Dark Pulse

In 2001, I had just recently gotten my first "real" computer of my own - a Pentium II 350 MHz. A friend of mine, as a bit of a welcome gift, gave me a couple games of his. Two of them - Rollercoaster Tycoon and Need for Speed II - went unopened. In fact, they still are to this day. The third one, Unreal Tournament, was absolutely torn open.

I had never played anything like UT before. I had Quake II for the PS1, but this was something completely different - a world of difference. Quake II, of course, had its own positives and negatives, but UT had this incredible attitude to it - an attitude shown in everything from the weapons, to the taunts, to the maps.

Having never played the demo - or indeed, never having even heard of the game before due to a lack of a PC - I was absolutely floored at the powers and abilities of the weapons. Globs of explosive green gunk. Ricocheting razorblades. Hot shards of shrapnel that could rip you to shreds. And of course, a portable tactical nuclear warhead! Everything almost screamed overkill, and people ripped into beefy chunks so easily.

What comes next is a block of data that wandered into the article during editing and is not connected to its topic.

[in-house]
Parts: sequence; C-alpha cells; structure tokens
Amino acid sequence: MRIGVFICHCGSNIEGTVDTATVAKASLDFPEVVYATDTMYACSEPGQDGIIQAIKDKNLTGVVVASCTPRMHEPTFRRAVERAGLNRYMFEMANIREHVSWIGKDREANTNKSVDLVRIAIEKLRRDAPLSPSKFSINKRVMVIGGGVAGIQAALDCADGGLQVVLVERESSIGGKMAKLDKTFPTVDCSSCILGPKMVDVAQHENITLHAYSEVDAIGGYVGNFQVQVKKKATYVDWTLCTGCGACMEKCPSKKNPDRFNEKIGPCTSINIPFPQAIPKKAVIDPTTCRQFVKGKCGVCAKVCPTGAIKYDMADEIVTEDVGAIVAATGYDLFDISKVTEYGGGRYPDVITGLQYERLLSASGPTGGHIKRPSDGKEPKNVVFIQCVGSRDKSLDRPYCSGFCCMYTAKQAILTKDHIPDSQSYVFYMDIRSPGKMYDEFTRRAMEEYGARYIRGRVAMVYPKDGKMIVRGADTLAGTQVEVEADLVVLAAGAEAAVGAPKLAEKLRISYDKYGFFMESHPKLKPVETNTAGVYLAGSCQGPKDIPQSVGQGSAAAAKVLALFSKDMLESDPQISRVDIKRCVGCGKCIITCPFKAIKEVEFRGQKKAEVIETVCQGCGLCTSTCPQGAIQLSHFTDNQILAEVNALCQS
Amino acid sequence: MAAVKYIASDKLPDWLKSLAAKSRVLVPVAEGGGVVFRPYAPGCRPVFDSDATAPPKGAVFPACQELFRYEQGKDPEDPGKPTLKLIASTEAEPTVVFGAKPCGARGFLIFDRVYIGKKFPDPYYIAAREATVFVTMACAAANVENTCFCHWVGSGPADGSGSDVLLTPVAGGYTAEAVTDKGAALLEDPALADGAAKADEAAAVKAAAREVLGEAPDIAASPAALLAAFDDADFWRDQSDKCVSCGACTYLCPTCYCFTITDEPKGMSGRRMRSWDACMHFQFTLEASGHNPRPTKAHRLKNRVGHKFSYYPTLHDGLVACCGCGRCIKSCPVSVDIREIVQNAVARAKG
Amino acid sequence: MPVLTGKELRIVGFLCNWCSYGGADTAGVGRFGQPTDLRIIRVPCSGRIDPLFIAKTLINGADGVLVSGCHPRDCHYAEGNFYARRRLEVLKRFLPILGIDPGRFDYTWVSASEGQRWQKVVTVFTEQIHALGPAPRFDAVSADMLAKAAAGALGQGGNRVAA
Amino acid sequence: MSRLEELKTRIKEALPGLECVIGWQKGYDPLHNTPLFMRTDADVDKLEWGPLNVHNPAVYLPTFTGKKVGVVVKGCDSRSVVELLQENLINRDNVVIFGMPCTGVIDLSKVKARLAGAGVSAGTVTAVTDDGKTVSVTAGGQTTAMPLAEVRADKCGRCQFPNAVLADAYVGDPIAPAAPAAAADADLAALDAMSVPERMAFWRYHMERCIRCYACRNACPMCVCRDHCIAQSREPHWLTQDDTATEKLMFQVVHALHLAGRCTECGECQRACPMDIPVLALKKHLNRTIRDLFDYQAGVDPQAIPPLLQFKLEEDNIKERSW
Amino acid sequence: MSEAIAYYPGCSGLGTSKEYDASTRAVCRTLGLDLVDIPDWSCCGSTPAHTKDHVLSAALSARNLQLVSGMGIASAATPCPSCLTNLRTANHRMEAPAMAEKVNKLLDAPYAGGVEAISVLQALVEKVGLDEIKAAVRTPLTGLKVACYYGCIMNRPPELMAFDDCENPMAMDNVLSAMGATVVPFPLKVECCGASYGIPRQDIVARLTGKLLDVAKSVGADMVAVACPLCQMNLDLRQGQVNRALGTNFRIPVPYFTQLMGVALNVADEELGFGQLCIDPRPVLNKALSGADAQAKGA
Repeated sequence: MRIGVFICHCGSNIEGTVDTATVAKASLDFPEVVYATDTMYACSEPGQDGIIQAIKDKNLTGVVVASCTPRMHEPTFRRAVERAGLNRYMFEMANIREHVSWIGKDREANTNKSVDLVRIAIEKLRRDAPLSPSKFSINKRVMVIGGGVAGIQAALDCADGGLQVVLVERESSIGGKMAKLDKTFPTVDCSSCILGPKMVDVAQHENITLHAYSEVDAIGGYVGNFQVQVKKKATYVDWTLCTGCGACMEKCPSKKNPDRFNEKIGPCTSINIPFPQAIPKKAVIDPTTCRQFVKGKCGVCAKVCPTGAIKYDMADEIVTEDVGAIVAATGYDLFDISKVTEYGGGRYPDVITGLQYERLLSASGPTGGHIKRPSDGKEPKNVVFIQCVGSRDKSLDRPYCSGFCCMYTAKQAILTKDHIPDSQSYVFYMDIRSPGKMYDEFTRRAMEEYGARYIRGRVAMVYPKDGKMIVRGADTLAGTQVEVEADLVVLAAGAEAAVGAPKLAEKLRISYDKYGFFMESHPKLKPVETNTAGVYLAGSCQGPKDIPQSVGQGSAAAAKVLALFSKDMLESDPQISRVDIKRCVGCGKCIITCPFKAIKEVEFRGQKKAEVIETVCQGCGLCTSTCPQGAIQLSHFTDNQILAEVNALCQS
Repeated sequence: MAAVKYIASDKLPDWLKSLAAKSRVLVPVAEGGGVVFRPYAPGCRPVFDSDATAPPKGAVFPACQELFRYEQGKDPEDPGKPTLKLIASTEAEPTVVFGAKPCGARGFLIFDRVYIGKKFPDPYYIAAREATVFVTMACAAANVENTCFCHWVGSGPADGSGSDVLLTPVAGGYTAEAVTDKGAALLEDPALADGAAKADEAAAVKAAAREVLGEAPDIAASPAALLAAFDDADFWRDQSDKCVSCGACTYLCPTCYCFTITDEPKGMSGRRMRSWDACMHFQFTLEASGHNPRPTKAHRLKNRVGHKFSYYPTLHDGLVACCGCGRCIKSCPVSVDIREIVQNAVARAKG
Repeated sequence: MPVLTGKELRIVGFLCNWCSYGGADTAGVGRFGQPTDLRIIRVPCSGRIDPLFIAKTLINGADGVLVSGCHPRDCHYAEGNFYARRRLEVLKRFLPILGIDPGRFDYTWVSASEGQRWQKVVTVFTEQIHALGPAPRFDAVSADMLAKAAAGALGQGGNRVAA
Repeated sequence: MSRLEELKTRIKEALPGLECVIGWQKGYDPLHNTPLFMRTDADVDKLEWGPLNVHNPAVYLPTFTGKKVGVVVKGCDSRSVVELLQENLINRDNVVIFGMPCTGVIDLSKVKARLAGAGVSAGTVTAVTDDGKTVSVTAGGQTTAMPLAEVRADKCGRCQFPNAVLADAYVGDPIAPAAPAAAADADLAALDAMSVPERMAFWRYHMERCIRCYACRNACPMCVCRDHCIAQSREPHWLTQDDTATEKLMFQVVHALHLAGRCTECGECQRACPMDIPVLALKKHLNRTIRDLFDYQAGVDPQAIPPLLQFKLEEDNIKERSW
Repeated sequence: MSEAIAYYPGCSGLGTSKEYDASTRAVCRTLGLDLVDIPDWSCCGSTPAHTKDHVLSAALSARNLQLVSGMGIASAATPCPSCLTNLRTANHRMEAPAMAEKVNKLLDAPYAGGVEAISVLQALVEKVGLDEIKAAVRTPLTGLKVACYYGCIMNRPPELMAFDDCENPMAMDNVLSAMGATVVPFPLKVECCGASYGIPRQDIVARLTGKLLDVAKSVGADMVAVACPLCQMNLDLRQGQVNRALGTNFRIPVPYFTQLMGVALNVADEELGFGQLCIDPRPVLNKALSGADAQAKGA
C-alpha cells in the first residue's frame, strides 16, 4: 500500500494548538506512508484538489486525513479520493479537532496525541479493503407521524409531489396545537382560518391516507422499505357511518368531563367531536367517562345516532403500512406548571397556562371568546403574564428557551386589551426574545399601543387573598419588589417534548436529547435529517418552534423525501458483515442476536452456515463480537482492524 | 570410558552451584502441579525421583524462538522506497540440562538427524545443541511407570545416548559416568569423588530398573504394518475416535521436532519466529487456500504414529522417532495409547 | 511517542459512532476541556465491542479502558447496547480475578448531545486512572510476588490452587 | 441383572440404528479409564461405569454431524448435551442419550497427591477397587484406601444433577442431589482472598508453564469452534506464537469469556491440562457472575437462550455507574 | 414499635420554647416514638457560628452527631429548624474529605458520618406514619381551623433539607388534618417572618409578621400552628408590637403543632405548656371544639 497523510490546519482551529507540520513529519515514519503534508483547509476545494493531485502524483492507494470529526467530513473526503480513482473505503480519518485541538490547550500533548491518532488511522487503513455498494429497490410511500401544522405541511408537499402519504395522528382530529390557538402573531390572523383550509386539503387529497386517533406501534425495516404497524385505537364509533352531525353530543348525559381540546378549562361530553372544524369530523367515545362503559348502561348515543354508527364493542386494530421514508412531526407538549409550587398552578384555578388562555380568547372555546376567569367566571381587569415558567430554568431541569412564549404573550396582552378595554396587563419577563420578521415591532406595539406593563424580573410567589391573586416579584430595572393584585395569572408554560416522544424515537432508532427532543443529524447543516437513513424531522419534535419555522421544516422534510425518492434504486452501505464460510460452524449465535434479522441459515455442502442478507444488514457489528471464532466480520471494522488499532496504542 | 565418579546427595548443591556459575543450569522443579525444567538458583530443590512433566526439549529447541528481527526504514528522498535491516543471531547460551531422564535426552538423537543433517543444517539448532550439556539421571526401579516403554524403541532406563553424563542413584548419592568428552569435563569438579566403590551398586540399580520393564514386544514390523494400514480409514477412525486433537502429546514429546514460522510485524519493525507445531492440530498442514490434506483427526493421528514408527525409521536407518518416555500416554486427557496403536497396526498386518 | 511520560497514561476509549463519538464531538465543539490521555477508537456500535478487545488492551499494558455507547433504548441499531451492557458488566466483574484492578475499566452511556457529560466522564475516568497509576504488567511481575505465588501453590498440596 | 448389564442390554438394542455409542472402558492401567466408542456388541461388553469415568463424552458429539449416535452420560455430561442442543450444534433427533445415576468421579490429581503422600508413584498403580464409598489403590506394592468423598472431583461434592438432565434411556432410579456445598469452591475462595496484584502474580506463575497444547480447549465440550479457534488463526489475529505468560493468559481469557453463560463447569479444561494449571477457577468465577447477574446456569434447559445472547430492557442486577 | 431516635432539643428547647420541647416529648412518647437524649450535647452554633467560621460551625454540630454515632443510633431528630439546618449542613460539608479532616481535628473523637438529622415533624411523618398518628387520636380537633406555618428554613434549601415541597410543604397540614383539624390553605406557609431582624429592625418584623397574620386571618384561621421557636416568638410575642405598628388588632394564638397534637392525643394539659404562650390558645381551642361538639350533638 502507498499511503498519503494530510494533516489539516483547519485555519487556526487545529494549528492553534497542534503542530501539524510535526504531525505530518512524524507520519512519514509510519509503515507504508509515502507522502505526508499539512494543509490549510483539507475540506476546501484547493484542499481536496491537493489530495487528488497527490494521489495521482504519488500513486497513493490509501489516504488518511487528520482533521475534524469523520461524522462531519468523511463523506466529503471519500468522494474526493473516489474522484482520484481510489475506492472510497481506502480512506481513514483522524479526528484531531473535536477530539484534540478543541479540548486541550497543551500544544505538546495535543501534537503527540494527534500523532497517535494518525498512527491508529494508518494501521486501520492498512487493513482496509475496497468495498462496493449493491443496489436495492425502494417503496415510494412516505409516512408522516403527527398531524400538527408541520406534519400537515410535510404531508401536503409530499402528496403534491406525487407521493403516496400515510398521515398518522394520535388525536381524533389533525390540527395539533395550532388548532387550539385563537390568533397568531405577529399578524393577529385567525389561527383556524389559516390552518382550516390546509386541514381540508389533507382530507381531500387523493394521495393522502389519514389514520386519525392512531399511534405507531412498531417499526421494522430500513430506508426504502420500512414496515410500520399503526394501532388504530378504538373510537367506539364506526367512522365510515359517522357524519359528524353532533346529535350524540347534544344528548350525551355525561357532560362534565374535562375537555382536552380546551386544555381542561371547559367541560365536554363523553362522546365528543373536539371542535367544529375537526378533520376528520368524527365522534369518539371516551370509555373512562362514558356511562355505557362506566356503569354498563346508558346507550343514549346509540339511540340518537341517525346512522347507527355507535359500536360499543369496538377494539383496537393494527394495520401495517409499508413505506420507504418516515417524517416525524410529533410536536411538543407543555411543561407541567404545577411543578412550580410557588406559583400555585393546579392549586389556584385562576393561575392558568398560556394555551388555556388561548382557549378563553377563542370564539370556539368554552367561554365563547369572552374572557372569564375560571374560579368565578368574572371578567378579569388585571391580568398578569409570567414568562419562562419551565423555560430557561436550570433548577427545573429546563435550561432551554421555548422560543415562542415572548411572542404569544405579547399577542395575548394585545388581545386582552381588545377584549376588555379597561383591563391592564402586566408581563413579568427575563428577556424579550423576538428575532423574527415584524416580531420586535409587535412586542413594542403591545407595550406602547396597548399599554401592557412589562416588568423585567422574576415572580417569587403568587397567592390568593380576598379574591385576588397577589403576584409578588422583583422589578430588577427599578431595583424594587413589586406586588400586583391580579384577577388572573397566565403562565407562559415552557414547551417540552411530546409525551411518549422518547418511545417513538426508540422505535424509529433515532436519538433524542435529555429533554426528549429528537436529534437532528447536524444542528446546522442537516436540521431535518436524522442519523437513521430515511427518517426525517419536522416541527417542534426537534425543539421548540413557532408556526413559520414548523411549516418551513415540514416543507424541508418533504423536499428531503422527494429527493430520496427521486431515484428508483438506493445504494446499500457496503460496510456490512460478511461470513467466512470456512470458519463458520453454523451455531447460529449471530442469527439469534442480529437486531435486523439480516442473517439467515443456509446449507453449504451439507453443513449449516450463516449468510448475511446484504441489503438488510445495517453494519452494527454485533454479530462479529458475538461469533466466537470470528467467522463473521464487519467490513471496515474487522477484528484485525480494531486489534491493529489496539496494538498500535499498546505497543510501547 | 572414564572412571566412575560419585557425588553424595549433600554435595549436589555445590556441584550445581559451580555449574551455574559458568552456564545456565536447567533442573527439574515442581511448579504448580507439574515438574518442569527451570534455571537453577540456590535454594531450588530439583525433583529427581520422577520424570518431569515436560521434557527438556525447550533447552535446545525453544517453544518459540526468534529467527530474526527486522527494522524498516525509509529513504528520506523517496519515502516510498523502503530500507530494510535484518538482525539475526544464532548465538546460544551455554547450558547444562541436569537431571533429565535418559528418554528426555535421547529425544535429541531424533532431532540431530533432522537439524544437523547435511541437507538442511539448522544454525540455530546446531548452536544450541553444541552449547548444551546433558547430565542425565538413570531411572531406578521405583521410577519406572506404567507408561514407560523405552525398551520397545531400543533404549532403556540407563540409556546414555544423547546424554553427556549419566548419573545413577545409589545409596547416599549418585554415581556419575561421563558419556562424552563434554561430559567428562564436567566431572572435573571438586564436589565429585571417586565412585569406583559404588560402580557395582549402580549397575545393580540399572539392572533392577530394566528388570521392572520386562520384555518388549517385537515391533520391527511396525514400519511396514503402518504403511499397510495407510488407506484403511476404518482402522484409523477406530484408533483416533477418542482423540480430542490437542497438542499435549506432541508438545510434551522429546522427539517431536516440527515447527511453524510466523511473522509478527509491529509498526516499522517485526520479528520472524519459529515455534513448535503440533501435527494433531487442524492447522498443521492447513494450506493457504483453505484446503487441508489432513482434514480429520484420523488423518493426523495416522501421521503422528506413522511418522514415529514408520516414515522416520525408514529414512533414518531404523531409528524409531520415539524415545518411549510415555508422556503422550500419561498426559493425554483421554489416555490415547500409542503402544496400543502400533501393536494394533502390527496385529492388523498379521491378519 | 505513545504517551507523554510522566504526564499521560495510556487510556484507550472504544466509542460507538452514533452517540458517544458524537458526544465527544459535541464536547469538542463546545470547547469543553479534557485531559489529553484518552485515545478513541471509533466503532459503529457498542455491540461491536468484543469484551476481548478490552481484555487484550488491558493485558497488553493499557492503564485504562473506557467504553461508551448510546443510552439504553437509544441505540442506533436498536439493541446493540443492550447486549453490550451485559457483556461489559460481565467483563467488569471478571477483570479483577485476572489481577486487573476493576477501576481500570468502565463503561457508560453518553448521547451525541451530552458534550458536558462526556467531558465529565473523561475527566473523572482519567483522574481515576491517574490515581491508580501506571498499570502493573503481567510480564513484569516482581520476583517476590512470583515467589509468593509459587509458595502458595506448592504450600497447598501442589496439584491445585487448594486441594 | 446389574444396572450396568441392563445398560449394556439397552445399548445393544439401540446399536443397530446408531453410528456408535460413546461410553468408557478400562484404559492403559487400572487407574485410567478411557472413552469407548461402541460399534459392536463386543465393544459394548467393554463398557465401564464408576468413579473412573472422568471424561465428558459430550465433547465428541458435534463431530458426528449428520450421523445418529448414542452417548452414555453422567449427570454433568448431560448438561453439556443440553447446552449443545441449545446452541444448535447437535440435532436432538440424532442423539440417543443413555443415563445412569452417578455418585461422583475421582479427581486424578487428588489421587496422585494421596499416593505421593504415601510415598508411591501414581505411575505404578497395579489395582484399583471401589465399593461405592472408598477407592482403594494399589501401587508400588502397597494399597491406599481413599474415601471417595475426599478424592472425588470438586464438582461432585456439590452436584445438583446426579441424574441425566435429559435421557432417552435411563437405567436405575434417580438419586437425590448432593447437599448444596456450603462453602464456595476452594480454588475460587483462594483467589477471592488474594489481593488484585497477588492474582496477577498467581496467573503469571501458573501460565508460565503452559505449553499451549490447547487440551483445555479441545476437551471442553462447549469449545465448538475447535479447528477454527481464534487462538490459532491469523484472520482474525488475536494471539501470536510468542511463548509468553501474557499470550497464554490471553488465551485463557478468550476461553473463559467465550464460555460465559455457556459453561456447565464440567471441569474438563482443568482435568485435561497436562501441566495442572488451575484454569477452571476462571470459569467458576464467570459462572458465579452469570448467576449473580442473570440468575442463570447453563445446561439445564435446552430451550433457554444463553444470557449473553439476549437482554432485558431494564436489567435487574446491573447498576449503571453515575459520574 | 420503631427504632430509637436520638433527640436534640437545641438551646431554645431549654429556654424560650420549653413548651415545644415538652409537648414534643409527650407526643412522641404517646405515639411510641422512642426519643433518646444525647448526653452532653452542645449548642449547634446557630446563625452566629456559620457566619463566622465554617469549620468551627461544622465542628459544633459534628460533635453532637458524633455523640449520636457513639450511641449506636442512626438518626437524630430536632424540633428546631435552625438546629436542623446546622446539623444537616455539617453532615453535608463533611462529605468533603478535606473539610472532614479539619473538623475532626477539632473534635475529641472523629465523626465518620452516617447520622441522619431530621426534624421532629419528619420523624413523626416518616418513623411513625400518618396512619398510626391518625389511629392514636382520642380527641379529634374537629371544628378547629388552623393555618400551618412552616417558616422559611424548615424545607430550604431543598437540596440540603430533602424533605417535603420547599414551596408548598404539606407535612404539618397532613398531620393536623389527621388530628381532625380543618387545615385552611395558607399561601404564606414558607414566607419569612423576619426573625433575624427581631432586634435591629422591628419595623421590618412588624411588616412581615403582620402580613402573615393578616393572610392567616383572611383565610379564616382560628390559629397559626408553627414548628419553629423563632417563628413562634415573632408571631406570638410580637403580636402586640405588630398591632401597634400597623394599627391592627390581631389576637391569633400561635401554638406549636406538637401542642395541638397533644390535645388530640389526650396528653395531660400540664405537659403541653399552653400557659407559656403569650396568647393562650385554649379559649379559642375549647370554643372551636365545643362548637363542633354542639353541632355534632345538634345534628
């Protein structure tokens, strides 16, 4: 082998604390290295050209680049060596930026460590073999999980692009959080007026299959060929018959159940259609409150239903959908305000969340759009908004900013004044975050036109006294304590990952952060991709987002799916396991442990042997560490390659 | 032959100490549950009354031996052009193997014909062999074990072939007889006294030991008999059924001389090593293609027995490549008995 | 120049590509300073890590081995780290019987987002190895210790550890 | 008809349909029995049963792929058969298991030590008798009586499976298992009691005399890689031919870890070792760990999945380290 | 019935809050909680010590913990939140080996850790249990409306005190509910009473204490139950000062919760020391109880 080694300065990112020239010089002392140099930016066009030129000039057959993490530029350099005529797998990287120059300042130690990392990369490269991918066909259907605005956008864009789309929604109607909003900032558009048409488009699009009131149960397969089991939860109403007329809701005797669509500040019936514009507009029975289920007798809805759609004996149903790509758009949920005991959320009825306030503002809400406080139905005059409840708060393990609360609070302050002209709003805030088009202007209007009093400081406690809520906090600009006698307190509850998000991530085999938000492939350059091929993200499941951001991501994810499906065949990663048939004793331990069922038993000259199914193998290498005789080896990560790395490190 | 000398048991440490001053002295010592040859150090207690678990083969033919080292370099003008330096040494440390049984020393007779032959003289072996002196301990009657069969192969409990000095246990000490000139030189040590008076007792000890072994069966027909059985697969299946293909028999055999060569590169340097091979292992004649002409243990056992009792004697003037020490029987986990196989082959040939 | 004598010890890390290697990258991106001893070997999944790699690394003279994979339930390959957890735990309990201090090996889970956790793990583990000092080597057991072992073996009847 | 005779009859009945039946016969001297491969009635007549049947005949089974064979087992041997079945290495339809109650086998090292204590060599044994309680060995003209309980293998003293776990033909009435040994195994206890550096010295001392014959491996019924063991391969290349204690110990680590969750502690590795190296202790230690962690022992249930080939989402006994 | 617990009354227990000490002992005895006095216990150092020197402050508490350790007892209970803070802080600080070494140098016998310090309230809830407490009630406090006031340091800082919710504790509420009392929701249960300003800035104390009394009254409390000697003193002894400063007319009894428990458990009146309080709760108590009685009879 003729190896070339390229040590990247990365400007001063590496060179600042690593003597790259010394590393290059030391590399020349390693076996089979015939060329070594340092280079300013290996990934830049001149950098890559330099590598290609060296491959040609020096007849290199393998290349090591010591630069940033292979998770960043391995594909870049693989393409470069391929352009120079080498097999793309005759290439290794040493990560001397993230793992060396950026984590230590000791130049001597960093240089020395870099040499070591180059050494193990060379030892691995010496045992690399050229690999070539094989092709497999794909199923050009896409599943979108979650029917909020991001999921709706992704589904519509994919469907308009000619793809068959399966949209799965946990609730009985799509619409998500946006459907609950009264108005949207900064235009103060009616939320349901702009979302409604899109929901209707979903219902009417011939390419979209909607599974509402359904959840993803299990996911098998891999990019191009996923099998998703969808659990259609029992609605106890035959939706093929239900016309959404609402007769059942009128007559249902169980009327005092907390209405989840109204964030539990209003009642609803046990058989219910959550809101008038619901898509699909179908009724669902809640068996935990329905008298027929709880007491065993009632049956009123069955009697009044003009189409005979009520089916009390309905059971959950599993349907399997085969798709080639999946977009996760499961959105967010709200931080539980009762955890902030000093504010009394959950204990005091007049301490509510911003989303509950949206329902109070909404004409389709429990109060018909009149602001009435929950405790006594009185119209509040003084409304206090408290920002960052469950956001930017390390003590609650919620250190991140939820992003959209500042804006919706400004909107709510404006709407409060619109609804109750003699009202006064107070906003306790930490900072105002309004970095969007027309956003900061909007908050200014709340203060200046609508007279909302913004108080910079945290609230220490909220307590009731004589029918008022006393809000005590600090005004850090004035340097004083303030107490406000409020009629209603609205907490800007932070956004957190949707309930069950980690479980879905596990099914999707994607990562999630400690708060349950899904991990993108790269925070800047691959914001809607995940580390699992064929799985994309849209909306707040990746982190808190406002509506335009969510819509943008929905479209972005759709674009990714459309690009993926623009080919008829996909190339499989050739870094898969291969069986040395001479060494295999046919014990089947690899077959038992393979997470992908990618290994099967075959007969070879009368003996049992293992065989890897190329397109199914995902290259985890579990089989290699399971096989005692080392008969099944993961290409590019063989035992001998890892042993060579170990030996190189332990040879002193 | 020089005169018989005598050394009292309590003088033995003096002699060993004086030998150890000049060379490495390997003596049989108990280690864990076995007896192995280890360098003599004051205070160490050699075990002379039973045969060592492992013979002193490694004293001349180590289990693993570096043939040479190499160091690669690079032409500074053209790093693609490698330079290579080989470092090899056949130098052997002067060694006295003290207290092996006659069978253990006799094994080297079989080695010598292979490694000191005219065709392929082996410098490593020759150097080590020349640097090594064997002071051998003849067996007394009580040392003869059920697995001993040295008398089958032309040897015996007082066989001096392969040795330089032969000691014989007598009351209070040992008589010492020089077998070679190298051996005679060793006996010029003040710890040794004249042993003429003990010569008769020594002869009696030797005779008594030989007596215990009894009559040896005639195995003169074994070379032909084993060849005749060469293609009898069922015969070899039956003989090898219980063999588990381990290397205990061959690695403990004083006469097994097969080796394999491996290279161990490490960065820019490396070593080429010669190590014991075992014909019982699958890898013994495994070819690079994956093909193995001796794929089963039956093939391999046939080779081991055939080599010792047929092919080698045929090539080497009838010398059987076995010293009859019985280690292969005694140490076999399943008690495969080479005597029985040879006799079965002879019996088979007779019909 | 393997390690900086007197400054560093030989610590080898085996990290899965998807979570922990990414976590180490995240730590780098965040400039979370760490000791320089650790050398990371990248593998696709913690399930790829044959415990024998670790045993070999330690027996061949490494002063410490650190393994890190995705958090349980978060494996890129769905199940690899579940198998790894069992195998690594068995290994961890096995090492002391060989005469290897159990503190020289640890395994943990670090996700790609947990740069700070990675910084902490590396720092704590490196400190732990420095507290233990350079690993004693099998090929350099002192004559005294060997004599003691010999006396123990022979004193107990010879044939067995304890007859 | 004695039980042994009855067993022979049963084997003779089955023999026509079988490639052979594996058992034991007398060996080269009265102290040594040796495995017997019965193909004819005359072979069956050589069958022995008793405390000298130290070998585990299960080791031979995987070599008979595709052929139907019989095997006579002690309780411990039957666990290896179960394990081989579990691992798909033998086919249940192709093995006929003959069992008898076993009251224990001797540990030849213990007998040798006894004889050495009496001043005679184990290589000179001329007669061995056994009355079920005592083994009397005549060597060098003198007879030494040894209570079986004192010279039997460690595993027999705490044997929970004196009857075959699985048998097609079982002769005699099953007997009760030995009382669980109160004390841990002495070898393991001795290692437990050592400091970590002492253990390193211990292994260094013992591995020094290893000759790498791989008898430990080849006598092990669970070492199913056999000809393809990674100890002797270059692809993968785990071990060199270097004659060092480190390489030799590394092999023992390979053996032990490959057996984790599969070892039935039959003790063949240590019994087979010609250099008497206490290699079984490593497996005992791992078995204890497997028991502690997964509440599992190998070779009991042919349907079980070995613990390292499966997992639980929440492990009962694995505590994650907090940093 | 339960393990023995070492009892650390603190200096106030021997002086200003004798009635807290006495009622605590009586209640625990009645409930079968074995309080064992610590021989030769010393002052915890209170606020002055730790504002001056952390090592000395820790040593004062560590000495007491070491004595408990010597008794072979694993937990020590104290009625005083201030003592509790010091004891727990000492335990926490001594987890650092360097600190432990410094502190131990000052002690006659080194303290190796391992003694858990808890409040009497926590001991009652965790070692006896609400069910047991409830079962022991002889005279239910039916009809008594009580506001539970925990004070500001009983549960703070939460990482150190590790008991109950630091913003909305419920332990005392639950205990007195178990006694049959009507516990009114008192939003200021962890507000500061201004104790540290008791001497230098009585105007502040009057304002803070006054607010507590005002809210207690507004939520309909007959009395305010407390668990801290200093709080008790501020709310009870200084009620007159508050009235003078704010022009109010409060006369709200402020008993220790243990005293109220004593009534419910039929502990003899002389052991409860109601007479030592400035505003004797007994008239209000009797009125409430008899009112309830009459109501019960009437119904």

I remember being completely floored when I loaded up CTF-Face for the first time. So stunned that I didn't even immediately play... I just watched. Stood there and watched the Earth go round and round for a minute or two. It felt so totally real that I couldn't believe it. And then, of course, when I played, the giant Earth swirling distracted me and I lost track of my position and promptly fell off the asteroid.

But there were more memorable maps than that. AS-HiSpeed so convincingly did the illusion of a racing train that I was convinced 100% that the train was actually moving through a very, very long tunnel. CTF-LavaGiant, it felt like I could reach out and touch the sun. DM-Morpheus had me high above the Earth's surface, fighting in low gravity. And of course, DM-HyperBlast... which besides having areas with completely different gravity, had an incredibly terrifying opponent named Xan Kriegor... who moved so methodically, so easily, you could swear he was reading your thoughts!